This depends on your rules on using the internet at work for personal use - you may ban it completely or you may allow a certain amount. If you ban it completely, it will be easy to draw the line on breaches of this rule.

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If you allow some personal use, you will need to decide what you consider to be an appropriate amount so you can then classify what an excessive amount is. For example, you may decide it’s alright for employees to tune in for the 90 minutes of play but not all the pre- and post-match analysis. Where rules are breached, you should address them in a proportionate manner, depending on the circumstances. The first time an employee breaches the rule, it may be appropriate to simply have a quiet word with them and remind them of what is expected, together with letting them know that any further breaches will be dealt with accordingly i.e. under the disciplinary procedure.

What do I do if an employee turns up for work drunk after watching a World Cup match?

You should deal with this in the same way as you would other instances of an employee turning up for work drunk; rules should not be made more flexible just because of the World Cup. Check your policy on alcohol use. This is likely to state that an employee who turns up for work drunk will be sent home because they are unfit for work, especially if work involves driving or handling heavy machinery.

I can’t agree to all the annual leave requests I’ve got for the World Cup period, what should I do?

You can decline annual leave requests to ensure that your business needs are met, and this is no different during the World Cup. If you cannot grant all the requests you receive, you should decline those that you normally would during other busy periods; most employers grant requests on a first come first served basis.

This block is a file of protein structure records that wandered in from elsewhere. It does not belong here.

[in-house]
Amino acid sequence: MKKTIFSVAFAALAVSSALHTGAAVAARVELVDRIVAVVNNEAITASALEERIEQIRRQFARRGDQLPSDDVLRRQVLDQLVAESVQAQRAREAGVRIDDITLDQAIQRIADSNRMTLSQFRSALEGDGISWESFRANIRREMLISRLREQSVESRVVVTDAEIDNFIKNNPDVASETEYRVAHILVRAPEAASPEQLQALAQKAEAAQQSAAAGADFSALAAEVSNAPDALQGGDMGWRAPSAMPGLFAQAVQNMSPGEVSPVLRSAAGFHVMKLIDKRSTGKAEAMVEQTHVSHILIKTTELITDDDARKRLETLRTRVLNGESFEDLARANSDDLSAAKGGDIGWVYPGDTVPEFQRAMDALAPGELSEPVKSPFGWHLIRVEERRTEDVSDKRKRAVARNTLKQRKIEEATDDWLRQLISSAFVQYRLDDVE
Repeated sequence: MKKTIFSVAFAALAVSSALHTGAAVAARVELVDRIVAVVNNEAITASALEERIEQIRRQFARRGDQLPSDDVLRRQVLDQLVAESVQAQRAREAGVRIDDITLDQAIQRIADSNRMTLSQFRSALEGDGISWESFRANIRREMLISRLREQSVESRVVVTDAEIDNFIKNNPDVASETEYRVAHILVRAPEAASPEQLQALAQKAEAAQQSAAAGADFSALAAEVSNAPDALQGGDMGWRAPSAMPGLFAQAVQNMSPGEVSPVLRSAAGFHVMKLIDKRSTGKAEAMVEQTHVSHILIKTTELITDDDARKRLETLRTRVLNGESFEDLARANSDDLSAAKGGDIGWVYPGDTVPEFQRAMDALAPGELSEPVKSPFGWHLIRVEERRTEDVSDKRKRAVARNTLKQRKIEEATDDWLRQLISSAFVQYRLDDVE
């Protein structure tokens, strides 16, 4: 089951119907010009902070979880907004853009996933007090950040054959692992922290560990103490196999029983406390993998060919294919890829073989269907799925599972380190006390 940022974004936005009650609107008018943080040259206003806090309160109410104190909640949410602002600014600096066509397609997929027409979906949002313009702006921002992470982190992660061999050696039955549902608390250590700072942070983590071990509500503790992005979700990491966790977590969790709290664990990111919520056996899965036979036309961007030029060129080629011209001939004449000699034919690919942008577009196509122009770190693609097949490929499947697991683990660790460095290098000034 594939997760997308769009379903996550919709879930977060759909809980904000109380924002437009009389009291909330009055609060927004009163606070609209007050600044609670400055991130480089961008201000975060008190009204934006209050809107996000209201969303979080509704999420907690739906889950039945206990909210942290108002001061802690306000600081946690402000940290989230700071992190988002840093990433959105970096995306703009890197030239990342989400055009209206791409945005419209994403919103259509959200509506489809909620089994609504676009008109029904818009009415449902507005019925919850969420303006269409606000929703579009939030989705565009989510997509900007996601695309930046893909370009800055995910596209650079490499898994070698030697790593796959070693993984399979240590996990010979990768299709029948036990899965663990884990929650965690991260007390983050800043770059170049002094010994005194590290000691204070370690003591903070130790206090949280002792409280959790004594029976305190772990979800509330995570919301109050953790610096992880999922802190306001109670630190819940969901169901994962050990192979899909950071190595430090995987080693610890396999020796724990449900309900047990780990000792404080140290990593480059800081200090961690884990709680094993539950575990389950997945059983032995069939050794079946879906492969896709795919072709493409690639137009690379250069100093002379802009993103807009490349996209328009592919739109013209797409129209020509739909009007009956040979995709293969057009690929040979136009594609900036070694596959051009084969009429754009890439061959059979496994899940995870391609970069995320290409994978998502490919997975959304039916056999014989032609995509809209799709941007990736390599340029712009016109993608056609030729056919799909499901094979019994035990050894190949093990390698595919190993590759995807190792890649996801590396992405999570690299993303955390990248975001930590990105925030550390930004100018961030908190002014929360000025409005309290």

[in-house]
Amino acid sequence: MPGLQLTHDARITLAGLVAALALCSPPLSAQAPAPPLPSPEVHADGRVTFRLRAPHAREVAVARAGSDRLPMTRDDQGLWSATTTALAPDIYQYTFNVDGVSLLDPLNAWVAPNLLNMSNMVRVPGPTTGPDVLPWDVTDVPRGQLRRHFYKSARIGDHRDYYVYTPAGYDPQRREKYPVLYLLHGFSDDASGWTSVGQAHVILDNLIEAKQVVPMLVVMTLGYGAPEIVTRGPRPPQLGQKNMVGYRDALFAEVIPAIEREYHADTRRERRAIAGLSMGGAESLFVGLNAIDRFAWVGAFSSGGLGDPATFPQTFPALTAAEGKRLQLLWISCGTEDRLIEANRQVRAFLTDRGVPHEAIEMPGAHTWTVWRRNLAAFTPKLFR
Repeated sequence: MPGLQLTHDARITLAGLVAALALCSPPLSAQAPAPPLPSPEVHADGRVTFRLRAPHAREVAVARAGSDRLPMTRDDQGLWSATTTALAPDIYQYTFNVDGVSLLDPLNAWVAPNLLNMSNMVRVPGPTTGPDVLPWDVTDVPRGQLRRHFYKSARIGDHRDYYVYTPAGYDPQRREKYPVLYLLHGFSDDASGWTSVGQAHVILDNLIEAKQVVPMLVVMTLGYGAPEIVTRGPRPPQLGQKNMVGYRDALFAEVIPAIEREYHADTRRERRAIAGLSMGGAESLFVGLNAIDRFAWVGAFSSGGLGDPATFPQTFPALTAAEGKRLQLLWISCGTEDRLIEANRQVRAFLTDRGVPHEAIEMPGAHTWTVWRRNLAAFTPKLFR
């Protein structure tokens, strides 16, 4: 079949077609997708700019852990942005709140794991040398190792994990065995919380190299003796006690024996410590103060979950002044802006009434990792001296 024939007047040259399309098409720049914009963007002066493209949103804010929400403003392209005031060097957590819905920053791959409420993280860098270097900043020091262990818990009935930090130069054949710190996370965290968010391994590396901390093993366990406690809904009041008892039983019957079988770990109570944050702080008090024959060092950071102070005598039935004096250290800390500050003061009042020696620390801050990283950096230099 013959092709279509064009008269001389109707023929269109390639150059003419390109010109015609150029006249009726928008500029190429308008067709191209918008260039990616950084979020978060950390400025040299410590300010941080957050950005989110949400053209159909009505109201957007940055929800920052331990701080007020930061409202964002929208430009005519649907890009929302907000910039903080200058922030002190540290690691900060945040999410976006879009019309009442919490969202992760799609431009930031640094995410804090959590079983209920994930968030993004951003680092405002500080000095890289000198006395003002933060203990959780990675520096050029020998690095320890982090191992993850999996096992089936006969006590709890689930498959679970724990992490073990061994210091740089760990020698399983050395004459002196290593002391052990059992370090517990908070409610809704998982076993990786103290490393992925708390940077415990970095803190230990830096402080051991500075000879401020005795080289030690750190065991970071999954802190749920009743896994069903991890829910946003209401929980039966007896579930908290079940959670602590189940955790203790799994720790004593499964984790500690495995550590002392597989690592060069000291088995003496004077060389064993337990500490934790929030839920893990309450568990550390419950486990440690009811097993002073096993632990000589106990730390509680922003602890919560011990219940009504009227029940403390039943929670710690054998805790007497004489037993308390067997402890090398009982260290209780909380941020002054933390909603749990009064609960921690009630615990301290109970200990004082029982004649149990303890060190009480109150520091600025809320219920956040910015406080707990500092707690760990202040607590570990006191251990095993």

It's advisable not to use any criterion that you wouldn't normally use to help you decide, for example, granting the request of an English employee over that of an employee of another nationality for time off on the day of an England match, because this could give rise to claims of discrimination.

I’ve had some requests from staff to leave work early to watch the World Cup matches, do I have to allow this?

No, you don’t have to. But this can be a useful way of reducing unplanned or unauthorised absences.

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What do I do if an employee phones in sick when there is a World Cup match on?

Although it can be easy to, don't jump to conclusions about the reason for the absence. When the employee comes back to work, hold a return-to-work interview with them and explore the reason for the absence. It could be completely genuine.

It can be difficult to provide that an employee's one-off sickness was not genuine. Record the absences and the next time one occurs, check back on their recent absence history.

If you can see a pattern is forming, for example, they always call in sick on the same day as a match or the day after, then you may be able to treat this as a conduct case. You will need to do a thorough investigation if you want to instigate a disciplinary process and would need to establish a reasonable belief that the employee had committed misconduct if a dismissal arising from these circumstances were to be found fair.

How can I be sure that my employees who work from home are working and not just watching football?

Where staff are working from home or hybrid working, it is advisable that if a dip in productivity is observed – in a male employee, for example – employers do not just assume that this is because they are watching the football.

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Making such an assumption, and/or dismissing an employee on that basis, without following a proper procedure could lead to claims of discrimination or unfair dismissal. Instead, line managers can manage the situation on a case-by-case basis, taking the employee’s specific situation into account – it may be that they are experiencing burnout or stress.

Employers should consider communicating to employees ahead of the tournament, to let them know what is expected of them during the tournament. This will also give you an opportunity to announce if there will be any relaxing of the rules or special arrangements made.

Employers must also take care to ensure that the guidelines inscribed in workplace policies are applied in a fair and consistent manner and cover employees who are in the workplace as well as those who work remotely, especially when it comes to issues where discrimination could arise.